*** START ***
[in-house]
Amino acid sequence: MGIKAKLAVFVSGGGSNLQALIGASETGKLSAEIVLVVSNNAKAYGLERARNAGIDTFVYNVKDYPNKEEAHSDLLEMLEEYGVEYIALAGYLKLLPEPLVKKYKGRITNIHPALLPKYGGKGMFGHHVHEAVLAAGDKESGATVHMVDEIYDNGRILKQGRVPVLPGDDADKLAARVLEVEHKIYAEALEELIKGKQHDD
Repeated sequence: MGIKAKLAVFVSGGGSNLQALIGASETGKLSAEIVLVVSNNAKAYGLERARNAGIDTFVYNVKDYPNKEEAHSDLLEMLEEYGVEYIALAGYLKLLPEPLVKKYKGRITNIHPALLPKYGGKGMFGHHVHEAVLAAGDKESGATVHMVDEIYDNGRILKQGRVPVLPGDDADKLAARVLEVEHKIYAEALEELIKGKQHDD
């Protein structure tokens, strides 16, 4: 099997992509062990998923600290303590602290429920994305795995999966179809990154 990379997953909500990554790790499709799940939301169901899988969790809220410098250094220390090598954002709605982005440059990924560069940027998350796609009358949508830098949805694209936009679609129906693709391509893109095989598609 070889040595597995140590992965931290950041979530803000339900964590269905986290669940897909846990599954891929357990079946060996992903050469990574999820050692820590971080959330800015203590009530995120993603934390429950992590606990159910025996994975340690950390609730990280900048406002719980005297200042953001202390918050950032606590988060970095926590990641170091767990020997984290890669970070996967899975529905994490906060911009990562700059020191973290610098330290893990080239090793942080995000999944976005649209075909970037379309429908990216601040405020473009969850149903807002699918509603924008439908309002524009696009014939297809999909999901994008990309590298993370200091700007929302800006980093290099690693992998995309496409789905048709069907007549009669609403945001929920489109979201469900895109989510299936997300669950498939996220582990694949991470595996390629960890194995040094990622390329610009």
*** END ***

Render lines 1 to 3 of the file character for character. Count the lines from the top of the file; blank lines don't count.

[in-house]
Amino acid sequence: MGIKAKLAVFVSGGGSNLQALIGASETGKLSAEIVLVVSNNAKAYGLERARNAGIDTFVYNVKDYPNKEEAHSDLLEMLEEYGVEYIALAGYLKLLPEPLVKKYKGRITNIHPALLPKYGGKGMFGHHVHEAVLAAGDKESGATVHMVDEIYDNGRILKQGRVPVLPGDDADKLAARVLEVEHKIYAEALEELIKGKQHDD
Repeated sequence: MGIKAKLAVFVSGGGSNLQALIGASETGKLSAEIVLVVSNNAKAYGLERARNAGIDTFVYNVKDYPNKEEAHSDLLEMLEEYGVEYIALAGYLKLLPEPLVKKYKGRITNIHPALLPKYGGKGMFGHHVHEAVLAAGDKESGATVHMVDEIYDNGRILKQGRVPVLPGDDADKLAARVLEVEHKIYAEALEELIKGKQHDD